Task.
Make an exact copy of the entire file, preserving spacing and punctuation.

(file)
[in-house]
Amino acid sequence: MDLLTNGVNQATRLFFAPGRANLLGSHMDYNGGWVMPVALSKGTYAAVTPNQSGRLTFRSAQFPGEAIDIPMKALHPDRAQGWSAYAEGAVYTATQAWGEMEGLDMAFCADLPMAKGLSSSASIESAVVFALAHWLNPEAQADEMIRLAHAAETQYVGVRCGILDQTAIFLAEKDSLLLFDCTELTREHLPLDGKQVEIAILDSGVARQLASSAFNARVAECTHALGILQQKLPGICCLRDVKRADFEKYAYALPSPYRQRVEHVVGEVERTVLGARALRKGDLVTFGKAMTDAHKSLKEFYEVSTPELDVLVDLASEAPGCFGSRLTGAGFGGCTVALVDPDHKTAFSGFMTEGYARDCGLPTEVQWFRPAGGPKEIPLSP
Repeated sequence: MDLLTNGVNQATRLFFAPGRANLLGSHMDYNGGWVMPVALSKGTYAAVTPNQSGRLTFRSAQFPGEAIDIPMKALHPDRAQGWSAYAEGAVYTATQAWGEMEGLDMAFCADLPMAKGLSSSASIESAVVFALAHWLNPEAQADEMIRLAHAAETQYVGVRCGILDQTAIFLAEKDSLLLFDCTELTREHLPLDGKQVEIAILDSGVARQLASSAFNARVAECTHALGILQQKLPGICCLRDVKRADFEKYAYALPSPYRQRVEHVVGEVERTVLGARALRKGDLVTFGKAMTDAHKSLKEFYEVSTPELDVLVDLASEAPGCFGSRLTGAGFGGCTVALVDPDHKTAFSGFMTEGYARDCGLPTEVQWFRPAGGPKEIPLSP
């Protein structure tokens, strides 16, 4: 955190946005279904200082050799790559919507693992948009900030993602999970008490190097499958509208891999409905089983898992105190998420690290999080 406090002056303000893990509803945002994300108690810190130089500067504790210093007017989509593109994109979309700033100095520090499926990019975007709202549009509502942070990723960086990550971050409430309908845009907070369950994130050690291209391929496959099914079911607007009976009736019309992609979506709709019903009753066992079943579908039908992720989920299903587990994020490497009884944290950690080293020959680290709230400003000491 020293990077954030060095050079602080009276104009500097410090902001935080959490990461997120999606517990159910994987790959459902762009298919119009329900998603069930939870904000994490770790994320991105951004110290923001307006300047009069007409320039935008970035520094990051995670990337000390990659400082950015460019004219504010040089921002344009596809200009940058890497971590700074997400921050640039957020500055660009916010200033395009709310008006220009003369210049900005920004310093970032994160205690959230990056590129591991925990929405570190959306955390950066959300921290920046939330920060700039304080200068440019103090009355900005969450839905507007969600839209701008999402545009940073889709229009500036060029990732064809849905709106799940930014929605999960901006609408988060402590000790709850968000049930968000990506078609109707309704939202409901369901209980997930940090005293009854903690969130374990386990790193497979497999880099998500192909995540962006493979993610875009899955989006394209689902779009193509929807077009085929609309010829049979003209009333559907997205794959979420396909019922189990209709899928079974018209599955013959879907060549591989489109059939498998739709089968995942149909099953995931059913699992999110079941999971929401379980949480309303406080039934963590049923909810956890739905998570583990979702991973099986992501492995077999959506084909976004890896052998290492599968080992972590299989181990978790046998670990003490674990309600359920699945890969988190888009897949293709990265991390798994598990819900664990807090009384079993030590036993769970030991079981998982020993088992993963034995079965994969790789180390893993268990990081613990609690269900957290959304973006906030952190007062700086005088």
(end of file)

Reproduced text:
[in-house]
Amino acid sequence: MDLLTNGVNQATRLFFAPGRANLLGSHMDYNGGWVMPVALSKGTYAAVTPNQSGRLTFRSAQFPGEAIDIPMKALHPDRAQGWSAYAEGAVYTATQAWGEMEGLDMAFCADLPMAKGLSSSASIESAVVFALAHWLNPEAQADEMIRLAHAAETQYVGVRCGILDQTAIFLAEKDSLLLFDCTELTREHLPLDGKQVEIAILDSGVARQLASSAFNARVAECTHALGILQQKLPGICCLRDVKRADFEKYAYALPSPYRQRVEHVVGEVERTVLGARALRKGDLVTFGKAMTDAHKSLKEFYEVSTPELDVLVDLASEAPGCFGSRLTGAGFGGCTVALVDPDHKTAFSGFMTEGYARDCGLPTEVQWFRPAGGPKEIPLSP
Repeated sequence: MDLLTNGVNQATRLFFAPGRANLLGSHMDYNGGWVMPVALSKGTYAAVTPNQSGRLTFRSAQFPGEAIDIPMKALHPDRAQGWSAYAEGAVYTATQAWGEMEGLDMAFCADLPMAKGLSSSASIESAVVFALAHWLNPEAQADEMIRLAHAAETQYVGVRCGILDQTAIFLAEKDSLLLFDCTELTREHLPLDGKQVEIAILDSGVARQLASSAFNARVAECTHALGILQQKLPGICCLRDVKRADFEKYAYALPSPYRQRVEHVVGEVERTVLGARALRKGDLVTFGKAMTDAHKSLKEFYEVSTPELDVLVDLASEAPGCFGSRLTGAGFGGCTVALVDPDHKTAFSGFMTEGYARDCGLPTEVQWFRPAGGPKEIPLSP
């Protein structure tokens, strides 16, 4: 955190946005279904200082050799790559919507693992948009900030993602999970008490190097499958509208891999409905089983898992105190998420690290999080 406090002056303000893990509803945002994300108690810190130089500067504790210093007017989509593109994109979309700033100095520090499926990019975007709202549009509502942070990723960086990550971050409430309908845009907070369950994130050690291209391929496959099914079911607007009976009736019309992609979506709709019903009753066992079943579908039908992720989920299903587990994020490497009884944290950690080293020959680290709230400003000491 020293990077954030060095050079602080009276104009500097410090902001935080959490990461997120999606517990159910994987790959459902762009298919119009329900998603069930939870904000994490770790994320991105951004110290923001307006300047009069007409320039935008970035520094990051995670990337000390990659400082950015460019004219504010040089921002344009596809200009940058890497971590700074997400921050640039957020500055660009916010200033395009709310008006220009003369210049900005920004310093970032994160205690959230990056590129591991925990929405570190959306955390950066959300921290920046939330920060700039304080200068440019103090009355900005969450839905507007969600839209701008999402545009940073889709229009500036060029990732064809849905709106799940930014929605999960901006609408988060402590000790709850968000049930968000990506078609109707309704939202409901369901209980997930940090005293009854903690969130374990386990790193497979497999880099998500192909995540962006493979993610875009899955989006394209689902779009193509929807077009085929609309010829049979003209009333559907997205794959979420396909019922189990209709899928079974018209599955013959879907060549591989489109059939498998739709089968995942149909099953995931059913699992999110079941999971929401379980949480309303406080039934963590049923909810956890739905998570583990979702991973099986992501492995077999959506084909976004890896052998290492599968080992972590299989181990978790046998670990003490674990309600359920699945890969988190888009897949293709990265991390798994598990819900664990807090009384079993030590036993769970030991079981998982020993088992993963034995079965994969790789180390893993268990990081613990609690269900957290959304973006906030952190007062700086005088």